Due to personal circumstances with work, I took a leave of absence from interviewing our winning contestants. After nearly a year out of action, I jumped at the opportunity to interview the animation community's very own super hero. Hope you all enjoy!
Link to entry: Interview with the surfers
Tell me about your career so far in the animation industry.
I began my career in the video game industry. I taught myself 3d software, and though I did not specialize right away. I found my first job in a small company, where the artists made characters from design on paper to animations, including modeling and mapping. So I had the chance to test every aspect of graphic design in the video game. Then I went to a new company, and I had to choose a specialty. I felt that the animation was the area in which I can really develop myself. So I have worked during several years on action moves, and run-cycles.
When I needed some change, I worked on personal short movies on my free time (for example "Playtime with a vengeance" was realized at that time). It was great, but one day I have really felt the call of "acting", especially when I discovered the 11 second club! So when a friend ask me to work on an animated feature film, "Approved for adoption", I left my routine in video games without hesitation. Since, I'm trying to make my way in this environment. I had the opportunity to work on a second feature film "Minuscule, The valley of the lost ants", which will be released soon to the cinema, and on some animated Television shows.
In your animation reel, we are introduced to Florent Leibovici, saviour of the universe. If you were to feature in your own game, please talk a little bit more about his world? Do you fight crime? Do you have a nemesis?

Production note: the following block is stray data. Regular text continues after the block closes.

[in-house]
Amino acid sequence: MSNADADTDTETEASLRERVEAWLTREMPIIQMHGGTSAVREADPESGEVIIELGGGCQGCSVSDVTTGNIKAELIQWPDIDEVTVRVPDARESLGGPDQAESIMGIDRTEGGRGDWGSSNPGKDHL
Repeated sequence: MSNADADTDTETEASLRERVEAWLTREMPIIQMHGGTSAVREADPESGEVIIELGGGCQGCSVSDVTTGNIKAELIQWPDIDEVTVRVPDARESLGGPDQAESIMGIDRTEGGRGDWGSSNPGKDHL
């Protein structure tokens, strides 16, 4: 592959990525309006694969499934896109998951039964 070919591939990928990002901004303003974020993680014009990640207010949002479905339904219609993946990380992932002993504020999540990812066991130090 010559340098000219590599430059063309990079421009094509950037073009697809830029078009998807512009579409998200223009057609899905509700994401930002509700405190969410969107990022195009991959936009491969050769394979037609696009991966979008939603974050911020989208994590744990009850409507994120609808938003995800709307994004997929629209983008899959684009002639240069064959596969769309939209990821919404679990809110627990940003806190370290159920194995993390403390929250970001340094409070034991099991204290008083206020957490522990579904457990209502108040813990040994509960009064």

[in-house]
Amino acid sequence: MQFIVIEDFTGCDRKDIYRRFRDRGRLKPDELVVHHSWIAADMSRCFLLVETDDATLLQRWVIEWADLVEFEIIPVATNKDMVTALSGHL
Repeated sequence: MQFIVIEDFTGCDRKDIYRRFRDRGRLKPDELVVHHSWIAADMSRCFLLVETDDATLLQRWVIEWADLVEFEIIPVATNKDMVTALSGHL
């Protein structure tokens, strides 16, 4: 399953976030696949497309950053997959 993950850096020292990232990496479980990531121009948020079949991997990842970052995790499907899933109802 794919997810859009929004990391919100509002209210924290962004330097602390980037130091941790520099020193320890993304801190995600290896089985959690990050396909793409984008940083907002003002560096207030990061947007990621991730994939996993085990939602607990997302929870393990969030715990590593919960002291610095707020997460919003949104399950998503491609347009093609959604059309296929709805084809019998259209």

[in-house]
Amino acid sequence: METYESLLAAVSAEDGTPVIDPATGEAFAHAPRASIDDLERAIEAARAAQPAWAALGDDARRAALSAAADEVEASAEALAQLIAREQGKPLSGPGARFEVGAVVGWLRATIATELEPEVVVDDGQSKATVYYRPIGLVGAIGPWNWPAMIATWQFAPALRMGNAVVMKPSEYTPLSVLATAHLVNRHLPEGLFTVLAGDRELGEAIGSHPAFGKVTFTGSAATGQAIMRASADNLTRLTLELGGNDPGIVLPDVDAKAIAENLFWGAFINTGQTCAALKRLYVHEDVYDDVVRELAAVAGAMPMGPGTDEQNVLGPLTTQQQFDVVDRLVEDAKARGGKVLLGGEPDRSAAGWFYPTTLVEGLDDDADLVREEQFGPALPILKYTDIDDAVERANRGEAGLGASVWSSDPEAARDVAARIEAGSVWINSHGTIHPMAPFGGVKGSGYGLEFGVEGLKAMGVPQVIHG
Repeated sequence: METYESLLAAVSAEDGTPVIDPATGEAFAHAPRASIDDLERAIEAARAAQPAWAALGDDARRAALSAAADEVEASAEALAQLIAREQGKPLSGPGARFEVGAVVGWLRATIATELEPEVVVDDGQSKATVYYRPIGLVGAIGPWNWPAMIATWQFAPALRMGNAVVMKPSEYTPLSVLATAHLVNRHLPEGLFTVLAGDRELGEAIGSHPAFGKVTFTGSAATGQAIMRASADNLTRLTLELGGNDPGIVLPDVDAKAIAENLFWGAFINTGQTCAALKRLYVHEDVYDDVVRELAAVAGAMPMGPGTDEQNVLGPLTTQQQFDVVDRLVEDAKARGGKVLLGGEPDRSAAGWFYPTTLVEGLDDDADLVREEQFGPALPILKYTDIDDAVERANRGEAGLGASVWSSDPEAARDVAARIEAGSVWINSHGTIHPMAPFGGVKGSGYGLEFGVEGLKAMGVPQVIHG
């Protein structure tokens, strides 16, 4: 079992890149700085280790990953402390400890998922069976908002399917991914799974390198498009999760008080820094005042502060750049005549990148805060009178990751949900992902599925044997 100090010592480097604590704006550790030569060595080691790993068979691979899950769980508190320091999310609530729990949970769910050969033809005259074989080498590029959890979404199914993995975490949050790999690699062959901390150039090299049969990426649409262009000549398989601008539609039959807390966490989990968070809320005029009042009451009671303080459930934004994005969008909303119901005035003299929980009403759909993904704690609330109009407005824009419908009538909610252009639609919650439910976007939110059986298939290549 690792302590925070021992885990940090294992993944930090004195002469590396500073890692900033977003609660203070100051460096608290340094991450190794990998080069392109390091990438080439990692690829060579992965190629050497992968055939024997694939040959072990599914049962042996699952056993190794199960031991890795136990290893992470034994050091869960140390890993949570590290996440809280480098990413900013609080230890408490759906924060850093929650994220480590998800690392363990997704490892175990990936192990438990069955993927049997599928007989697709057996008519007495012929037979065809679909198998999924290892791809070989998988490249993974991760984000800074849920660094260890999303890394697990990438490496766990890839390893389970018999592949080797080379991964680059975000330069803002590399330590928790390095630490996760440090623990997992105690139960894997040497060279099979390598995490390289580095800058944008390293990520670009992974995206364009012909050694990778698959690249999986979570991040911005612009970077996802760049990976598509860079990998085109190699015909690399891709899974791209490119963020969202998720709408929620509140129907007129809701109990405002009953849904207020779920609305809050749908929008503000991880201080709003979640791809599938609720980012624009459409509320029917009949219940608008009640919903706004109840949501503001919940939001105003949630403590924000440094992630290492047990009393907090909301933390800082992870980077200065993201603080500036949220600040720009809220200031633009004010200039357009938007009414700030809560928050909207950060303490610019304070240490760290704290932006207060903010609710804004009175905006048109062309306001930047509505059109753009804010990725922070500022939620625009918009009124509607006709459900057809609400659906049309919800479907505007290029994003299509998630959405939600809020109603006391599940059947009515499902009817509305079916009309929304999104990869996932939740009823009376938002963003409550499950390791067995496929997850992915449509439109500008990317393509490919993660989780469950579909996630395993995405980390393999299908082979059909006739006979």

Indeed, I hope my demo-reel sells my animation skills AND my zombie-hunter abilities! I think it's important to have one of this in any company. You may have that one person who can make an excellent coffee, but you also need somebody who knows what to do in case of zombie invasion.
The game shot comes from a 2d animation test I made, inspired by the work from the excellent Paul Robertson. I put it in my demo only to present my contact info, but it became one of people's favorite parts the reel :)
Looking at your July 2012 entry, I imagine Florent could also defeat menacing squirrels by throwing hotdogs and sandwiches. The cartoon-y violence of the shot reminds me of Looney Toons. Please talk about your inspiration for this entry.
I wanted to animate a more cartoon-y character, with some exaggerated posing and snappy movements. The audio was perfect for this kind of animation. I wanted to show this man who has a nervous breakdown and fights against those smaller than him. I'm obviously inspired from my memories of the Looney Toons (especially by Wile E. Coyote, who I really like), and also the imagery of "Asterix le gaulois".
In Wreck It Ralph, Disney bring to life many of our favorite gaming characters. If you could animate any character from the gaming world, who would it be and why?